Discussing How David West Took Over the Game and Whether Paul George Is a Player Who Will
The Pacers were able to come back and win last night for only one reason: David West took a ton of shots in the second half and made almost all of them. To be precise, West put up 14 shots in the second half (9 in the fourth quarter). For perspective, Kobe Bryant — by far — led the league in field goal attempts per game last season with 23.0 a night. (Kevin Durant was a distant second with 19.7 per.)
Extrapolated over a full game, if West were to shoot as often as he did in the second half last night and take 28 shots per game, he would be shooting a full five times per night more than Kobe does. That’s a lot. Bryant has never averaged that many per night, even when he was scoring 35.4 points per game. Michael Jordan, even when he was averaging 37.1 points per game, never averaged 28 shot attempts per night. Neither Allen Iverson nor Tracy McGrady, who combined to win all five scoring titles between the 1999-2000 and 2004-05 seasons, ever averaged 28 FGAs per night.
You get the point. It’s a lot of shots to be taking in a half, especially in the fourth.
As you can see, one of his two misses in the fourth even came on a three with the shot clock dwindling. We went over in more detail how he got all these good shots last night (Andrea Bargnani was overmatched, Raptors made some strange team defensive decisions, Paul George and West had some uncanny chemistry). But the takeaway is that Indiana, despite not playing particularly well for much of the game on offense, was able to get good looks when it matter.
Mostly, because West put the team on his back.
Early on, however, there were other guys who found ways to score well. Roy Hibbert was able to find position early (not so much in the second half when Toronto played him less straight up, however) and convert some nice moves. And Paul George came out the gates gunning, apparently ready to burden the load left vacant by Danny Granger. While he was very effective early (see his first-half shooting chart) and showed some growth by, for example, knowing when to quick-shoot over a flat-footed, shorter defender when he found himself with the ball on the wing, there was still a lack of .. how do you say this …je ne sais quoi without Danny in the offense.
Granger is just a scorer. That’s his mentality. Paul George showed something last night, but he just doesn’t seem to have it. Not yet. Roy Hibbert doesn’t have it, and is also hamstrung by the fact that he needs to get position and get the ball before he can do anything. To put it in a faux-clever way, “Paul and Roy try to score. Danny just does what he does.”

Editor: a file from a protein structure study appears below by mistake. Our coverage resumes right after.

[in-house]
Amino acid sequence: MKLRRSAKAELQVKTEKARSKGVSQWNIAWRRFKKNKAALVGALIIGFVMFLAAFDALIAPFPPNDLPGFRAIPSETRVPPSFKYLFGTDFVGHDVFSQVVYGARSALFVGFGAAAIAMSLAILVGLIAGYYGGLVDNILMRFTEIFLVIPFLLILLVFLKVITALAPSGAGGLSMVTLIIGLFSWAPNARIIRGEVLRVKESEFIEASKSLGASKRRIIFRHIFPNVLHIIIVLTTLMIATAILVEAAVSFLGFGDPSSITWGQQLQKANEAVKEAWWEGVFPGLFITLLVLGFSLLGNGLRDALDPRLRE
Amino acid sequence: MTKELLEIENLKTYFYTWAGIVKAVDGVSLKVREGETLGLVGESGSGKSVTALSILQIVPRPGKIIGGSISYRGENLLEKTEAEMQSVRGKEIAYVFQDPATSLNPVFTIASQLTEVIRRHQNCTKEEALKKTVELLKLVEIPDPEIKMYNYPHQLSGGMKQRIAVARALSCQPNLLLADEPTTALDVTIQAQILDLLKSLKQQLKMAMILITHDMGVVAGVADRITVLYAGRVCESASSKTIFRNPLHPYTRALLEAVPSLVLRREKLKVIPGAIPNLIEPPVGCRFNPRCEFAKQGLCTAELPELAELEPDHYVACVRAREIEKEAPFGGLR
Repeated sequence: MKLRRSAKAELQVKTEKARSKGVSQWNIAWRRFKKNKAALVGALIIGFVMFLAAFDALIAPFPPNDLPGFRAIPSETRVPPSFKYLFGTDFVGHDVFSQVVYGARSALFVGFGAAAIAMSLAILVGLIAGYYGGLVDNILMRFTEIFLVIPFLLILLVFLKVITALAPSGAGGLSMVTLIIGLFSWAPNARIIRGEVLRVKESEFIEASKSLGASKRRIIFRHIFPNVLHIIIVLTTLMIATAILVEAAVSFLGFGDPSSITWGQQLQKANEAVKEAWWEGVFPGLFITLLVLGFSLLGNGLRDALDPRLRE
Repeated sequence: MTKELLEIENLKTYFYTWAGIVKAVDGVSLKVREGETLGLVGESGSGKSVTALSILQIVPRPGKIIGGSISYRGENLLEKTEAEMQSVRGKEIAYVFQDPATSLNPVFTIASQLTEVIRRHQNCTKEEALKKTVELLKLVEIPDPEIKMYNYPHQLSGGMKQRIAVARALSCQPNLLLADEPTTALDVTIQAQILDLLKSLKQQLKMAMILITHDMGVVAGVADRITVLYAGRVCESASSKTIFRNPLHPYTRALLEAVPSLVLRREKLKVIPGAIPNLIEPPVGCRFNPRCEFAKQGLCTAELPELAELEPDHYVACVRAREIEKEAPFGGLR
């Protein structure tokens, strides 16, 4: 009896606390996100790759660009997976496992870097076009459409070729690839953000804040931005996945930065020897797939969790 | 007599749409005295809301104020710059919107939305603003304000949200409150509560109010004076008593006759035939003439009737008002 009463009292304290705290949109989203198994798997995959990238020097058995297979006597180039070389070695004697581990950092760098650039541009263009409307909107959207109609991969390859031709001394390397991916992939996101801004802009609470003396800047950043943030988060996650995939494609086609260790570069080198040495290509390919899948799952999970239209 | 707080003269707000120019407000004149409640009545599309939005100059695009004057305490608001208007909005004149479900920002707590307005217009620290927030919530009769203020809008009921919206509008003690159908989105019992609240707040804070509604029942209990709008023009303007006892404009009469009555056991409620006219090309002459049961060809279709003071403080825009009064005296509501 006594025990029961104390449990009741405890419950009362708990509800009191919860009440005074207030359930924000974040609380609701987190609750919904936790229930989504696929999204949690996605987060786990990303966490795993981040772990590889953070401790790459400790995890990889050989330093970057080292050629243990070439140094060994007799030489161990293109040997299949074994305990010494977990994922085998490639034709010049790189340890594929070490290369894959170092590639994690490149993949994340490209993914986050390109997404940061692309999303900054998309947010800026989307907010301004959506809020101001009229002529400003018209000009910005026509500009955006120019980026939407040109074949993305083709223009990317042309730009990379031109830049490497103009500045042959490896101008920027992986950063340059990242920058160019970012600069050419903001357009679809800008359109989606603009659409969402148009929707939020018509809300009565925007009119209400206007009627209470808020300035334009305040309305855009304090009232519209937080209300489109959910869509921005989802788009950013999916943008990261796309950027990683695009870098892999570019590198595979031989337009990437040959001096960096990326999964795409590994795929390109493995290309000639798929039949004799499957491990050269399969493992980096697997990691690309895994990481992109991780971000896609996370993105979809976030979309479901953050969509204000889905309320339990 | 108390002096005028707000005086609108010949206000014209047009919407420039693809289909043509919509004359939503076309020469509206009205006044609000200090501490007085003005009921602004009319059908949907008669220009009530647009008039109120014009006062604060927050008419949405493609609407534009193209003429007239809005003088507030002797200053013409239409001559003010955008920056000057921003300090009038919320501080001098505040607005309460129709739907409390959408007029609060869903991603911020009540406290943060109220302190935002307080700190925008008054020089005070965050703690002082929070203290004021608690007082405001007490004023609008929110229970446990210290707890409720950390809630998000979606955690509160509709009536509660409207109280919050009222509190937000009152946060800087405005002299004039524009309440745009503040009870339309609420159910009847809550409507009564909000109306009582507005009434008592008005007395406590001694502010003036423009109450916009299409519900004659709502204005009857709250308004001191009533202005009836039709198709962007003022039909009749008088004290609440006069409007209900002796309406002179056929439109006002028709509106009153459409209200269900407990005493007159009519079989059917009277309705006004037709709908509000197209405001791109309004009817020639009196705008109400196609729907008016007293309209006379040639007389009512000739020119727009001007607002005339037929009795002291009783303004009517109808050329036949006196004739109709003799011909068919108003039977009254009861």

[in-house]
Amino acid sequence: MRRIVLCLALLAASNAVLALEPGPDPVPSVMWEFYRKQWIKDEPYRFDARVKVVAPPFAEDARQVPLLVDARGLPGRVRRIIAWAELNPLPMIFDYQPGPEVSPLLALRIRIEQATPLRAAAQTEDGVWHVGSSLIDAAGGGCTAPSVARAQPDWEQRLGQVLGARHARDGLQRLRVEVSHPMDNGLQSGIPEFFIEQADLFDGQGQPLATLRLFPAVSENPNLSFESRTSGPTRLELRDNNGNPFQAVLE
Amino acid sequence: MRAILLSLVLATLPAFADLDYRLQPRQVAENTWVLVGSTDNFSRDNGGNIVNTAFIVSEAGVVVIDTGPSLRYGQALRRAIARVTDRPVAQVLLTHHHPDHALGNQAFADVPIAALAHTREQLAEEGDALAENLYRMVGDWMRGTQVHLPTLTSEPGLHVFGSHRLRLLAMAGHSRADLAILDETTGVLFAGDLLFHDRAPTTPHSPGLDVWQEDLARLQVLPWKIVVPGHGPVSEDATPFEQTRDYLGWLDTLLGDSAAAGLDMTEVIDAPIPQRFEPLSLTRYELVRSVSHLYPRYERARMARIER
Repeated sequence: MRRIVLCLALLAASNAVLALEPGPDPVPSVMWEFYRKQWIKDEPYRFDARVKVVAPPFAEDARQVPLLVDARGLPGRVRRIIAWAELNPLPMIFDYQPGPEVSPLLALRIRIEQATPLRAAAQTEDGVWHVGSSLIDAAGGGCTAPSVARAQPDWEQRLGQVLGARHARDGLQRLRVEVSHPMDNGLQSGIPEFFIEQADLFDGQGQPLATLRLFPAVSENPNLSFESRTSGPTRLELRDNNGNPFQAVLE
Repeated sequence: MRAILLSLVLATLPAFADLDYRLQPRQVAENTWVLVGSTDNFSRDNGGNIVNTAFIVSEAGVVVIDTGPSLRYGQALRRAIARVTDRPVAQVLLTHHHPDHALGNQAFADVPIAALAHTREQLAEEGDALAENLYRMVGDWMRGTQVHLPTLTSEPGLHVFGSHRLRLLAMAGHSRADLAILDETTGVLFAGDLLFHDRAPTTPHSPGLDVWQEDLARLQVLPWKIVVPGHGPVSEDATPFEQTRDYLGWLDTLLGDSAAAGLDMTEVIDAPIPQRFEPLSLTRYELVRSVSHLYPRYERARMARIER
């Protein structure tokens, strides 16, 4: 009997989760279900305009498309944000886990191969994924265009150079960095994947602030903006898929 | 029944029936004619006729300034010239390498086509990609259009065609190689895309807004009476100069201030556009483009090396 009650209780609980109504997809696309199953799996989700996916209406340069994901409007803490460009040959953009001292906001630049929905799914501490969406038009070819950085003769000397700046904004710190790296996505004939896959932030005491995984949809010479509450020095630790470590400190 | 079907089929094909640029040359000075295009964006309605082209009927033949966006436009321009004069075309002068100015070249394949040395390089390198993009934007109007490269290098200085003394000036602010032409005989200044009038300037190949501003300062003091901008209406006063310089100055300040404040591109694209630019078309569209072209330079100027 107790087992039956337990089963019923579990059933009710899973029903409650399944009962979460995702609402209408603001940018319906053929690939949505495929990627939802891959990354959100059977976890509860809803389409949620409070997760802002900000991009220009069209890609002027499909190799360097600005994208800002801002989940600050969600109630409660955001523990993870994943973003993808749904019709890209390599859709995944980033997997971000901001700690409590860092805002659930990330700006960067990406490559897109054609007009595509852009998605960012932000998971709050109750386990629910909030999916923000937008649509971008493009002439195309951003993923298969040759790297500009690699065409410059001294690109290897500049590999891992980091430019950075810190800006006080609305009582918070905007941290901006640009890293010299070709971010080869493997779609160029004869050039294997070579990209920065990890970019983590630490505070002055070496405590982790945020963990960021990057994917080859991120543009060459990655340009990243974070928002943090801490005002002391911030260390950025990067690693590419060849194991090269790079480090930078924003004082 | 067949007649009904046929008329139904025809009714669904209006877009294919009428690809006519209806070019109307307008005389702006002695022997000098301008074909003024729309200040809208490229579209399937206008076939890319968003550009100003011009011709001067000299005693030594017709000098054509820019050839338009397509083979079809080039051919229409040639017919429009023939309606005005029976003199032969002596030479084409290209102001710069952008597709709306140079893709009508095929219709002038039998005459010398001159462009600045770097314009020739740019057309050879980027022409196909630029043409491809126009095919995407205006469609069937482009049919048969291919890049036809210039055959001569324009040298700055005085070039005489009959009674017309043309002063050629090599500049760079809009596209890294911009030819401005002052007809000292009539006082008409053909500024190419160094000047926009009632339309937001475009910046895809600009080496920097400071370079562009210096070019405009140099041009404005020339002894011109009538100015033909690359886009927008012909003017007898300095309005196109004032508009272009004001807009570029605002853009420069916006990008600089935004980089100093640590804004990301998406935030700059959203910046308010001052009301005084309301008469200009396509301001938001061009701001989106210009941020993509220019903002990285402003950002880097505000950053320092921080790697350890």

While most in Pacer land hope George grows in this regard, this is usually something you can see early in a player’s development. Danny had it even before he consistently asserted himself. His problem early was that he would disappear when Jermaine O’Neal was around, or even defer to Mike Dunleavy, Jr. a little at times. Whenever the opportunity arose, however, he was always comfortable putting up points.
Part of that is because Danny Granger is an honest-to-god shooter, and part of it is just his innate confidence.
Paul and Roy both look like they’re doing something somewhat unnatural when the offense is running through them. Everything feels a little labored. A little forced. Roy on the block can be very, very effective, but when he catches, you don’t have the same feeling you do when, say, Zach Randolph gets the ball. But Roy is Roy and he is going to continue to play how he does, providing a dangerous — if not ever present — weapon to the offense while focusing on rim protection at the other end.
Paul George, from what he showed in the first few minutes last night, is definitely making the effort to punch it more often when he has the ball. Whether or not that will be a good course for him to go down could be the most important (non-health-related) story line of the season.